The Future of Wales’ National Newspapers: further cuts, sell-offs, mergers, “going free”, or a weekly Western Mail?

In the past big profits fuelled by cuts at Welsh newspapers have been siphoned off into bumper dividends for Trinity Mirror shareholders and huge salaries and bonuses for executives. The company has pursued a business strategy that some US media commentators call “squeezing the lemon”: extracting every last drop of profit from its titles, trading on historic reputations, and reaping high advertising yields while the going is good.

But the going, at the moment, is resolutely not good. In contrast to Media Wales parent company Trinity Mirror’s current economic woes preclude the possibility that Welsh profits will be turned into City benefits. Instead they will be used to keep the parent company afloat and plug a growing deficit. Between 1999 and 2005 it repeatedly posted healthy profit margins between 13 and 19 per cent. In recent years, however, it has twice seen alarming losses in excess of £73 million and more are expected for 2009.

Chart 4: Profitability at Trinity Mirror, 1999-2008


Pre-tax profits (000s)*

Turnover (000s)

Profit Margin (%)









































Source: Trinity Mirror Plc Annual Reports

In addition to these losses the company faces alarming levels of debt at a time when the banks are increasingly reticent to lend or renegotiate loan repayments. In 2009 it revealed bank loans of £324 million, £146.1 million of which is due to be paid back in 2011. If the bank were to refuse to renegotiate this loan Trinity could find itself in serious trouble. It also has to contend with a growing pension deficit which by March 2010 stood at £296 million. What is the solution to these serious problems, and how will they affect the Welsh titles? When times are bad and profits dry up those in charge of Trinity Mirror can imagine no other solution than to make further cuts.

It is, of course, difficult to tell exactly what the company has in store for our national papers, but possible indicators lie in the kinds of efficiency savings made at some of its English regional titles. It is almost certain that Welsh newspapers will suffer further staffing cuts. In 2008 the company shed 1,200 jobs, redundancies continued to be announced throughout 2009, and more have been promised. There will also be increased pressure to reduce production costs using “cookie cutter” publishing programmes which bypass the need to sub-edit, design and proof news content before publication. But a series of more drastic potential solutions also hover unnervingly on the horizon, all of which might prove very dangerous for the futures of Western Mail and the Daily Post.

In the past Trinity has tried to sell its way out of trouble. In 2007 the group attempted to dispose of its regional titles in the Midlands, London and the South East but failed to attract a buyer because of its huge pension deficit. The still-profitable Welsh papers could be sold to raise funds. But Wales’ problems would not be solved by a sale to other industry behemoths such as Newsquest or Johnston Press. These companies operate in exactly the same way as Trinity Mirror.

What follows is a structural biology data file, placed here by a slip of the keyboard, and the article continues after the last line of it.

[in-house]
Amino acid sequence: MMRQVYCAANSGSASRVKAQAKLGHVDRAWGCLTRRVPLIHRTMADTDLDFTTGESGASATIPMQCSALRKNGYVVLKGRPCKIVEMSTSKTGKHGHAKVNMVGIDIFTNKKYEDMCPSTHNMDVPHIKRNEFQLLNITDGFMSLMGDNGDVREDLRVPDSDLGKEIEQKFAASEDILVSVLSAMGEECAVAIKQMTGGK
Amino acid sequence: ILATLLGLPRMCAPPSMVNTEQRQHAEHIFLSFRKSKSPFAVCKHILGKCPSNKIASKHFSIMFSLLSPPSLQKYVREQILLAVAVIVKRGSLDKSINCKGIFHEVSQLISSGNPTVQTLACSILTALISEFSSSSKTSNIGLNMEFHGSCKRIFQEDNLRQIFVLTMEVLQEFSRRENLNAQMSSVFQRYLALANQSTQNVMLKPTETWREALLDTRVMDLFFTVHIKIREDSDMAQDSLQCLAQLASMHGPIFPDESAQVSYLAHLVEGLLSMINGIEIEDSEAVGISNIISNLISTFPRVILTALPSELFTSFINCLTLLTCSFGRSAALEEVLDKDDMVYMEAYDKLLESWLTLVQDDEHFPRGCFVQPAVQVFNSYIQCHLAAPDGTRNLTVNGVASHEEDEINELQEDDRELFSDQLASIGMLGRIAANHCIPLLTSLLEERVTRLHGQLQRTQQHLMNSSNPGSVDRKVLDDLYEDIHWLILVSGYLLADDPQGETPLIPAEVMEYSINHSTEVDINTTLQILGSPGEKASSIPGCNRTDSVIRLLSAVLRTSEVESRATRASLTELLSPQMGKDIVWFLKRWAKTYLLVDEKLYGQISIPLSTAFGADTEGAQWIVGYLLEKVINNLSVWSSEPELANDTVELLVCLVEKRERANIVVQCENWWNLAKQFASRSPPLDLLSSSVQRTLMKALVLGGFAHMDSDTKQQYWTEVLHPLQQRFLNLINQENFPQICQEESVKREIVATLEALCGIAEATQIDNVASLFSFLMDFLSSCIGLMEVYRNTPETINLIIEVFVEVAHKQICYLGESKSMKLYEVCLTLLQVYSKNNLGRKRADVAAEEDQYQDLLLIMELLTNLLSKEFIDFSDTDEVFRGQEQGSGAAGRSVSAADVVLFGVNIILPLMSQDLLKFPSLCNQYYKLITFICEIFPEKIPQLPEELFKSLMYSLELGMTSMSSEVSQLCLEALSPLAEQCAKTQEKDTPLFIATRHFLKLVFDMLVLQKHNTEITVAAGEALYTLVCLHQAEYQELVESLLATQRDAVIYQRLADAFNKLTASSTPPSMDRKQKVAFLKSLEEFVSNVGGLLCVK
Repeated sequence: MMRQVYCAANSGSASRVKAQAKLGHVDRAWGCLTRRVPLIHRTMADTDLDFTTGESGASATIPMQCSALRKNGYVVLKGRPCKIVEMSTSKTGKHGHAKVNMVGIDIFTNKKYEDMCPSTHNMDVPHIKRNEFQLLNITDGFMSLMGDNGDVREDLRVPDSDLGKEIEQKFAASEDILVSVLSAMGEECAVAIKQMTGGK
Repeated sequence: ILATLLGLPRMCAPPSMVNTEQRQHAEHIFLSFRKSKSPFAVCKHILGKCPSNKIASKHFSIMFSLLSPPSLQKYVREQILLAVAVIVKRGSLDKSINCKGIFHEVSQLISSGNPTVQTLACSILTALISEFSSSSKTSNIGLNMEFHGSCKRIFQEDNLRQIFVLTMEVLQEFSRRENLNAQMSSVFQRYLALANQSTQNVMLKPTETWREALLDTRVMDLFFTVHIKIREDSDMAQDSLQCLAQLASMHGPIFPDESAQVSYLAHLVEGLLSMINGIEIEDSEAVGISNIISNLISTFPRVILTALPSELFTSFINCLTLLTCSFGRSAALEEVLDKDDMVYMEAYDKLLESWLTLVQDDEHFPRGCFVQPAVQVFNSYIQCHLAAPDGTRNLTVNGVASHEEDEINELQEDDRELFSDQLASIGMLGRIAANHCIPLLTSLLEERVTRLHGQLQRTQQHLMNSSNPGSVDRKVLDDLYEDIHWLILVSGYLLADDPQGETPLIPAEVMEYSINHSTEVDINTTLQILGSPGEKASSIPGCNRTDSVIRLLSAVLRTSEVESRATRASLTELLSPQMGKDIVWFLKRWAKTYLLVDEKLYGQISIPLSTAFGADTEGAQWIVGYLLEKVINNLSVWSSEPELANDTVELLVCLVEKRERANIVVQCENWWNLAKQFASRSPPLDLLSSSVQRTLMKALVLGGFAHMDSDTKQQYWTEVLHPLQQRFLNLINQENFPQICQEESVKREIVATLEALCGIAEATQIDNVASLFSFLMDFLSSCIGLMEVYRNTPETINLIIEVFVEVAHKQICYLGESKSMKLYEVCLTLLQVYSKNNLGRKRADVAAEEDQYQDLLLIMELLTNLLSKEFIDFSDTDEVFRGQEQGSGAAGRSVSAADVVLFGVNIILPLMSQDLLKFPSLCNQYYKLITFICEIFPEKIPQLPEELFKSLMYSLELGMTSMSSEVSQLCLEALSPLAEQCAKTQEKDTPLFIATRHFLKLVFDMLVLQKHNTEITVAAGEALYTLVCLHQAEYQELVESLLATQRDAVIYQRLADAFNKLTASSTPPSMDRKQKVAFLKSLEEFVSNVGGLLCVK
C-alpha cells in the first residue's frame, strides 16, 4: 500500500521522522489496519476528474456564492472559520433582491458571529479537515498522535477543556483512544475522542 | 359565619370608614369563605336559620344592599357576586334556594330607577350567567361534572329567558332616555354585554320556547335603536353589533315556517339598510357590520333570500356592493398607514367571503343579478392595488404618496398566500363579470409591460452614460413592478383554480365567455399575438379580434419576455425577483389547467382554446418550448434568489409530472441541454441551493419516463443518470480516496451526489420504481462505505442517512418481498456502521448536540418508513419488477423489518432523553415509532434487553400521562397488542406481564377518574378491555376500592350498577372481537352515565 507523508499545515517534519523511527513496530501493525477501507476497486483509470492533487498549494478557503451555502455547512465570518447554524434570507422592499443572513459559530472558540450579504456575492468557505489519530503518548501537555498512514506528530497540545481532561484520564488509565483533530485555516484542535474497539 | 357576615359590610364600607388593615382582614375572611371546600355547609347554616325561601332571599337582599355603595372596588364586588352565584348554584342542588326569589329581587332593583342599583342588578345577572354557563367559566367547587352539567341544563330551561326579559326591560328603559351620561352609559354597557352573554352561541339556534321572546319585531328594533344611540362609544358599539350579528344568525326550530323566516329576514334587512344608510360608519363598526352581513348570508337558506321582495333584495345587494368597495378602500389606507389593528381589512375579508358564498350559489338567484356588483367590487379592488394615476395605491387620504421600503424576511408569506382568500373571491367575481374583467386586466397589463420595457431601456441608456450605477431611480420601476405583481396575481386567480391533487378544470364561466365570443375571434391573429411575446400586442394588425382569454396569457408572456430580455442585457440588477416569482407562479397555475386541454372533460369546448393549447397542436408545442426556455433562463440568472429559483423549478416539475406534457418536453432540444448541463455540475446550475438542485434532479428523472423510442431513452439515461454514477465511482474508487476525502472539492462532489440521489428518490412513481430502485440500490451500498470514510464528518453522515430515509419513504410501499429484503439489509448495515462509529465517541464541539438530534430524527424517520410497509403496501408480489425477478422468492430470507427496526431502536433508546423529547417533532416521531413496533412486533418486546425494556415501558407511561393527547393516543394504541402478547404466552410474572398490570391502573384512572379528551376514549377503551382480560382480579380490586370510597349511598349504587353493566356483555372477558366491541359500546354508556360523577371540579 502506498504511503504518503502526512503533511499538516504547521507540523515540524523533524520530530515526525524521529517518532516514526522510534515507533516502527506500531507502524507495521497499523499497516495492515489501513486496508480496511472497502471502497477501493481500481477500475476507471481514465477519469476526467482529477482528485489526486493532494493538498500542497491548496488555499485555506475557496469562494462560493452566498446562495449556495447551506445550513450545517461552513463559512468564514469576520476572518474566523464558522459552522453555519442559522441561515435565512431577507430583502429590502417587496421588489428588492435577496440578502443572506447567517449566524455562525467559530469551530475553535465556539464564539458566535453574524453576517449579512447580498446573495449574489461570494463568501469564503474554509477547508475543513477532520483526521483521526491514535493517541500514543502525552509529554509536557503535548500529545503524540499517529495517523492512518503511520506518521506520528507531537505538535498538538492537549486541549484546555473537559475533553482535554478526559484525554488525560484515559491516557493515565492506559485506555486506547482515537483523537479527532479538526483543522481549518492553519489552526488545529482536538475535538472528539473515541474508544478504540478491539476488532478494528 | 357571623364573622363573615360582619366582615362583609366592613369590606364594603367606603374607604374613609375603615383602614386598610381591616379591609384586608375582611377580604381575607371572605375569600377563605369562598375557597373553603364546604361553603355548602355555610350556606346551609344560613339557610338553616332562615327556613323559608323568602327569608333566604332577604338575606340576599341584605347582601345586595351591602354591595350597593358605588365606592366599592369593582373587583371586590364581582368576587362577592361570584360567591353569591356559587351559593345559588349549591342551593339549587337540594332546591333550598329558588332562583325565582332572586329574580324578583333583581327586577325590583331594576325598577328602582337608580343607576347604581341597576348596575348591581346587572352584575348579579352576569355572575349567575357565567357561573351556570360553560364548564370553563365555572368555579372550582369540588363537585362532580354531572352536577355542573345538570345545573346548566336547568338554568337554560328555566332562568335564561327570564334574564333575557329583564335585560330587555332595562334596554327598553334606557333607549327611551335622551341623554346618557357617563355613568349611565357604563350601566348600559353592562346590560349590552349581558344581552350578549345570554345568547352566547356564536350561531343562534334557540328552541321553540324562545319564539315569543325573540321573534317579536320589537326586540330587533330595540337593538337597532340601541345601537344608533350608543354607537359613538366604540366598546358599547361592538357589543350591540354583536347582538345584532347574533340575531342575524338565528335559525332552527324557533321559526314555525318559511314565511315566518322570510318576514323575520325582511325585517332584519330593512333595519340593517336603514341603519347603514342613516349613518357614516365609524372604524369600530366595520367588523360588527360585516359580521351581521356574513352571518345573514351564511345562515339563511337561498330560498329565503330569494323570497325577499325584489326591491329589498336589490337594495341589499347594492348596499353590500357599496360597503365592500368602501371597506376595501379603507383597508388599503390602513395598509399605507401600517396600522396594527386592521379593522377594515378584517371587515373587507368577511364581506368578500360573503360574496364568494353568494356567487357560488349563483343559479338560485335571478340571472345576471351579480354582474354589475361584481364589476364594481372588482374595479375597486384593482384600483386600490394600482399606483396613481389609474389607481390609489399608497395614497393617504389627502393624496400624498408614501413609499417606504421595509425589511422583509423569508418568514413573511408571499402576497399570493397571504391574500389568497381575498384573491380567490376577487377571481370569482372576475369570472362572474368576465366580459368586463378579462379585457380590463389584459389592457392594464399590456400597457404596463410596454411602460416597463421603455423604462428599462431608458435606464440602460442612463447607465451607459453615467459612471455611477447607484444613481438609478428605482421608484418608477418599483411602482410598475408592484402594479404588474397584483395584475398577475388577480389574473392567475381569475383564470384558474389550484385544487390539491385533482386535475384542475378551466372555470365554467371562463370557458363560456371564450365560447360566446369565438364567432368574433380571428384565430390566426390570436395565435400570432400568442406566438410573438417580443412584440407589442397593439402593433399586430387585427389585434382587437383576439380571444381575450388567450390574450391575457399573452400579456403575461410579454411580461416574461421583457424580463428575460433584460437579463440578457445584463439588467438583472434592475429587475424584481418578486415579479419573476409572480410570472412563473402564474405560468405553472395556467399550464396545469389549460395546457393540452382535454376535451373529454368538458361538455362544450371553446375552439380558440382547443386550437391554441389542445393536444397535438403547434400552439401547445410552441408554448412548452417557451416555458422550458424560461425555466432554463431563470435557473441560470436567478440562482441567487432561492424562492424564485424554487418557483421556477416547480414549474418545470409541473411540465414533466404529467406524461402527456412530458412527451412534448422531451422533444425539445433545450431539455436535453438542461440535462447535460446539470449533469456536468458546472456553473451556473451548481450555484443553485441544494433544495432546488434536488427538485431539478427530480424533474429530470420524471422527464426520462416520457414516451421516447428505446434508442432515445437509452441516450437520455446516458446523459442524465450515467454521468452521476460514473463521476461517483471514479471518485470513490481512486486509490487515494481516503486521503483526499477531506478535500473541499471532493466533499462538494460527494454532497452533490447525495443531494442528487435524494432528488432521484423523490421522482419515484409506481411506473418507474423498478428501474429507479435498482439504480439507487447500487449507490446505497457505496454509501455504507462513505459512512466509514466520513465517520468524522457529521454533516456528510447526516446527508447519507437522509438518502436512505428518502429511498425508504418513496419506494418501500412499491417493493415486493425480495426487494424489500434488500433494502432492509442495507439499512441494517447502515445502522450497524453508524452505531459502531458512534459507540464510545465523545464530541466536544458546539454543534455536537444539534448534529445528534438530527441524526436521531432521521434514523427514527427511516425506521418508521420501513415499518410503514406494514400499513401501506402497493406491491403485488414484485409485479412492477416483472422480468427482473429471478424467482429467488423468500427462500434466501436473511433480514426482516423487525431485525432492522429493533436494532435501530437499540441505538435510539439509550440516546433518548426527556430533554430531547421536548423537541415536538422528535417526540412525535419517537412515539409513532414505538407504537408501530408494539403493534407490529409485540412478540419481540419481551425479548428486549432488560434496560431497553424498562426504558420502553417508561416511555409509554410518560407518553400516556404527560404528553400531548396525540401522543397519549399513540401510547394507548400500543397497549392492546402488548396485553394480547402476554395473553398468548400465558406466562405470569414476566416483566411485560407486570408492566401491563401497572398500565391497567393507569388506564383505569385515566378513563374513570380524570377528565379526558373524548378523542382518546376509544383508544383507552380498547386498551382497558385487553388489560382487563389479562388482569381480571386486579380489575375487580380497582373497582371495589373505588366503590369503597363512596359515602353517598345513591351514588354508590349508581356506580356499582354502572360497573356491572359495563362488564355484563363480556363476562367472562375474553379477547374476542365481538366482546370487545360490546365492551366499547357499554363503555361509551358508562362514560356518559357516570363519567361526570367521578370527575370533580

There is growing unease among journalists and commentators that newspaper markets in UK cities are unable to sustain both morning and evening titles. This fear is evident in some of Trinity Mirror’s actions over the last year. In Liverpool, for example, the Echo and the Daily Post, formerly evening and morning papers respectively, have effectively been forced into competition with each other by changes in deadline structures and printing schedules. Some fear the eventual consequence of this will be a merger or the demise of the weaker newspaper.

Trinity recently acquired the Guardian Media Group’s local and regional titles, of which the flagship Manchester Evening News is currently one of the largest regional dailies to be given out free (the paper is free in the centre of Manchester, but punters must pay if they buy it in the suburbs). Free newspapers are advertiser-led, and generally lead to smaller staffs and poorer-quality, less distinctively local, coverage. If the Western Mail “went free” it would be placing itself in competition with the Media Wales-printed Cardiff Metro.

Another possibility is a radical scaling-back of the amount of content newspapers produce. Last November the Birmingham Post was transformed from a daily to a weekly printed paper with more regular updates online. Costs were cut significantly, staffing levels were stripped to the bone, and a 152-year old regional daily newspaper all-but disappeared. Trinity Mirror’s efficiency drives have already led to reductions in pagination and fewer published editions of the Western Mail and the Daily Post. It is distinctly possible that one or both could be transformed into cheaper weeklies.

The depressing fact remains that as long as proprietors value the pocketbooks of shareholders above the quality of the news and the welfare of audiences and staff, the Welsh public sphere is likely to be further diminished.

Andy Williams is a research fellow at the Cardiff school of Journalism, Media and Cultural Studies.